World War 2 is the most studied event in history. From Hitler’s rise to power, to the allied invasion of Northern France, to Churchill’s pipe and slippers, there are so many avenues of investigation to a historian surrounding such fascinating topics. Unfortunately, these grand events such as the D-day landings or the crimes of the Einsatzgruppen on the eastern front often overshadow some more minor, but equally interesting details.
One such detail is that of the British Free Corps (German: Britisches Freikorps), a group of soldiers from Britain and her dominions who actually fought on the side of the Germans in the second world war.
The idea for the British Free Corps was initially conceived by a Briton called John Amery, who travelled to Berlin in October 1942 to propose it. The proposal was to form a British volunteer division to fight against the Bolsheviks. This point is crucial, as the unit was not formed with the intention of fighting against British troops, but instead against the Communists in the east who many considered to be the real enemy. Besides, opinion in Britain was not particularly against Hitler until the Luftwaffe started bombing our cities.
“In 1938, only 33% of Britons believed their country should do anything about Hitler’s policy of pan-Germanism” – Opinion Polls – the British public were fed a steady stream of propaganda between January 1938 and September 1939, promoting conflict with Germany. The allies needed war with Germany, so they made the public change its opinion through dishonest means.
The British Free Corps was a division of the Waffen SS, which was the military wing of the Schutzstaffel (Protection Squadron). The initial recruitment grounds were the POW camps that housed British and other commonwealth soldiers captured by the Wehrmacht, but there was also a drive set up to recruit directly from the British Isles. John Amery put out a series of propaganda posters and radio adverts aimed at recruiting Britons to the unit.
Little information is available to tell us how many people were recruited directly from the British Isles as historians like to make out that everybody remained loyal to the allied cause. The truth, however, is that it was quite possible that more soldiers of the British Free Corps were recruited from Britain than there were from the POW camps, even though enlisting gave prisoners of war the freedom to travel around Germany unsupervised and enjoy superior conditions to prisoners.
The division was not ready for action until late 1944 or even early 1945. The end of 1943 and most of 1944 was taken up with recruitment and training. Training began in Hannover, until the recruits moved to the Waffen-SS Pioneer School in Dresden for elite forces training. After Dresden, the British Free Corps moved on to Berlin and then Neimeck, north-west of the capital.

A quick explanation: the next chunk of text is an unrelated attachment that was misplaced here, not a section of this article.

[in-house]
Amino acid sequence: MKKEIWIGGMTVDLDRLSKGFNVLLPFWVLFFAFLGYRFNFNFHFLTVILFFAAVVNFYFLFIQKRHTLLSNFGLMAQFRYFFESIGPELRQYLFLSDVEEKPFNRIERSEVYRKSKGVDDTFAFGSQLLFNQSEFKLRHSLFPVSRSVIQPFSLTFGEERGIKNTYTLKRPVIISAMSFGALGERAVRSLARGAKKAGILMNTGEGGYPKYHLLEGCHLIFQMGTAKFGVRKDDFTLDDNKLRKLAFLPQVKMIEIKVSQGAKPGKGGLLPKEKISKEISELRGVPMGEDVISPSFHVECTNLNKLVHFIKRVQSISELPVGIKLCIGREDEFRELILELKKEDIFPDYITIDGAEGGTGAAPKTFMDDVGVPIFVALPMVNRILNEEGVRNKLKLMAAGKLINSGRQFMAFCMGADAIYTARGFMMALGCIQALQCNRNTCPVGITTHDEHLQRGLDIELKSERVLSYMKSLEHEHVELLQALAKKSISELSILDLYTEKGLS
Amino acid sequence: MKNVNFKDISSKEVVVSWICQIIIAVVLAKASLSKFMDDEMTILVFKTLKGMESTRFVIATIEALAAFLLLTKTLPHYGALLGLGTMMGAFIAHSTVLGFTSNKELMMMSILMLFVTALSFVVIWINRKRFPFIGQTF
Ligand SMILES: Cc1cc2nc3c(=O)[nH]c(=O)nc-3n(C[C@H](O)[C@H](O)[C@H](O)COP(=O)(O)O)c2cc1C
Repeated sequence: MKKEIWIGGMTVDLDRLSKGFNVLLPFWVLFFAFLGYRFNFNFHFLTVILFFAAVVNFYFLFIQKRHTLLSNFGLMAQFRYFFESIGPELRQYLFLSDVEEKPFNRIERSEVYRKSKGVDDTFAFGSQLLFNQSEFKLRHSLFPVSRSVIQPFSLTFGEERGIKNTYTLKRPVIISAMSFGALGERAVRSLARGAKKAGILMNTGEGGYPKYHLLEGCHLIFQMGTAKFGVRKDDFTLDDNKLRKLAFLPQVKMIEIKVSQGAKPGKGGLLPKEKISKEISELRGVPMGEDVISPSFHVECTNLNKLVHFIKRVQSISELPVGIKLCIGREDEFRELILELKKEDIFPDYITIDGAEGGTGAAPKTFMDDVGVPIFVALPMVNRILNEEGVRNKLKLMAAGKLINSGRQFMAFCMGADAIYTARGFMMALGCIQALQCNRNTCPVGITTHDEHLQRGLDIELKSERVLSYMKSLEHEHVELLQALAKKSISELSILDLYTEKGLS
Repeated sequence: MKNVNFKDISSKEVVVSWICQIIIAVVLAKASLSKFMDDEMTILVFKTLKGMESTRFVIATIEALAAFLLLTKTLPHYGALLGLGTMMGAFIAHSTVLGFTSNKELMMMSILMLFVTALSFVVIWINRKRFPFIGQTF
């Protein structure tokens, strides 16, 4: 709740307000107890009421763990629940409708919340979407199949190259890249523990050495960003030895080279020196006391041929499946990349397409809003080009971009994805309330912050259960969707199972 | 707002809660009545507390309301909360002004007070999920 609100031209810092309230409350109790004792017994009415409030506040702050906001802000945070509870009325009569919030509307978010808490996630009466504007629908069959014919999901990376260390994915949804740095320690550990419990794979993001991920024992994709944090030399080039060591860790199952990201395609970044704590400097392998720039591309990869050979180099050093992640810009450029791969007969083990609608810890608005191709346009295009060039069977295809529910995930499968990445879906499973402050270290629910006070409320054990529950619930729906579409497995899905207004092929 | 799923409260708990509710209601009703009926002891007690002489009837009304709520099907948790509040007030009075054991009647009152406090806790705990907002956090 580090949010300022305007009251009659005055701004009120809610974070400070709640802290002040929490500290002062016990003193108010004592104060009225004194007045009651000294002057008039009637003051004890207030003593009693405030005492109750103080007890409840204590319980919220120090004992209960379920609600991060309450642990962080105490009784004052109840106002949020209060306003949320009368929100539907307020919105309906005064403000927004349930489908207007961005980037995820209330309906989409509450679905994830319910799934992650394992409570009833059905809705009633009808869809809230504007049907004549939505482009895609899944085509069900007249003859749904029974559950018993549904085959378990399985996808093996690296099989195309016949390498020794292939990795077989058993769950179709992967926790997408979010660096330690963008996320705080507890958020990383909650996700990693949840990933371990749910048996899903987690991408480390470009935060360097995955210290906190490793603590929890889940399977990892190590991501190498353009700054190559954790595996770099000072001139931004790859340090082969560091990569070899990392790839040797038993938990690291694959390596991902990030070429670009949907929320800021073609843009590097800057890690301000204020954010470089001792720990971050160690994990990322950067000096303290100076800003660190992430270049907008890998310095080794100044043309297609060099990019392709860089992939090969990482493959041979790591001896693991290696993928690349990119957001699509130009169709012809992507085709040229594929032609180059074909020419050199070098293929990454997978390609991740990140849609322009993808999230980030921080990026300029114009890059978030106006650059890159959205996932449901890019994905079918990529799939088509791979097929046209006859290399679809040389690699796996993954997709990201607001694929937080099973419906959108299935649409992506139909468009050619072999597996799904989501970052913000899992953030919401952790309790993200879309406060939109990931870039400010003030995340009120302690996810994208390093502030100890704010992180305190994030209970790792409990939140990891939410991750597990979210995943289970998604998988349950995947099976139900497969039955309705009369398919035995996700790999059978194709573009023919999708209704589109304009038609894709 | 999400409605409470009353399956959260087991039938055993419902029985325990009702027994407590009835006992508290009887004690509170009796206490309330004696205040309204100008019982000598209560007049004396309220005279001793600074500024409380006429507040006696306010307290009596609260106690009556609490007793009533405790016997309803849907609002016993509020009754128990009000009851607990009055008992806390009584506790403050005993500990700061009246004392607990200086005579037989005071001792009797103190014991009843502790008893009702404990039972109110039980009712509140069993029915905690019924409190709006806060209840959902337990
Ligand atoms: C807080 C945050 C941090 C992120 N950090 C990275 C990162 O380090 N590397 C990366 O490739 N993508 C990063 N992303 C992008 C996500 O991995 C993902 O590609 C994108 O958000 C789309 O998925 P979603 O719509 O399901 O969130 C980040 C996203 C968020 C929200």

There are few documented occasions where the BFC actually saw action, but one such occasion was on the Island of Usedom off the north west coast of Poland, where they joined up with the 11th SS Volunteer Panzergrenadier Division Nordland, a unit of Scandinavian volunteer soldiers who also fought on the Axis side during WWII. The story goes that the volunteers would initially overrun by the Soviets, but mounted a swift counterattack and drove the enemy out.
This is the last known combat position of the British Free Corps, but they almost certainly fought in the defence of Berlin against the Red Army, as they are noted to have returned to the German capital at some point after their mission on Usedom along with the Nordland division.
The Waffen-SS British Free Corps division was made up of mostly British men, but also commonwealth soldiers from New Zealand and Canada that are documented, as well as the high likelihood of soldiers from Australia and potentially Rhodesia (Zimbabwe) too. Some of these volunteers were court marshalled after the war, with John Amery being hanged in 1945 after being convicted of high treason.
SS insignia for the British Free Corps.
The debate here of course is over the morality of the men who fought with the British Free Corps. Many would argue that the state of war between Britain and Germany meant that these men were acting in a treasonous manner by default and by legal definitions, they would be correct in this analysis.
However, the British Free Corps were not really fighting for Germany against the allies. Rather, they were fighting on an ideological basis: fornational socialism against communism.
The unit was set up solely for the purpose of fighting the Bolsheviks on the eastern front, something which the allies really should have been doing anyway. Communism posed – and still poses – the biggest ideological threat to the west that there has ever been, therefore the British Free Corps were doing perhaps the right thing ideologically, but the wrong thing legally.
Unfortunately, the allies did not hear the warning regarding the threat of communism and failed to deal with the problem when they had the chance. As General George Patton said in 1945, the allies should have turned their attention to the Soviet Union and destroyed this Marxist menace when they had the chance.
Marxist ideas have now spread throughout the western world, propagated by those in the media and Hollywood, financed by those who make money from our misery. The Marxist ideas that the British Free Corps helped fight against in 1944/45 are the exact same ideas that many in western society now embrace, but this could have been avoided had the allies taken the fight east to Moscow, instead of striking dodgy deals and carving up what was left of Europe with Stalin.
Perhaps these men were traitors, but at least they fought for what they believed in, which is more than can be said for most.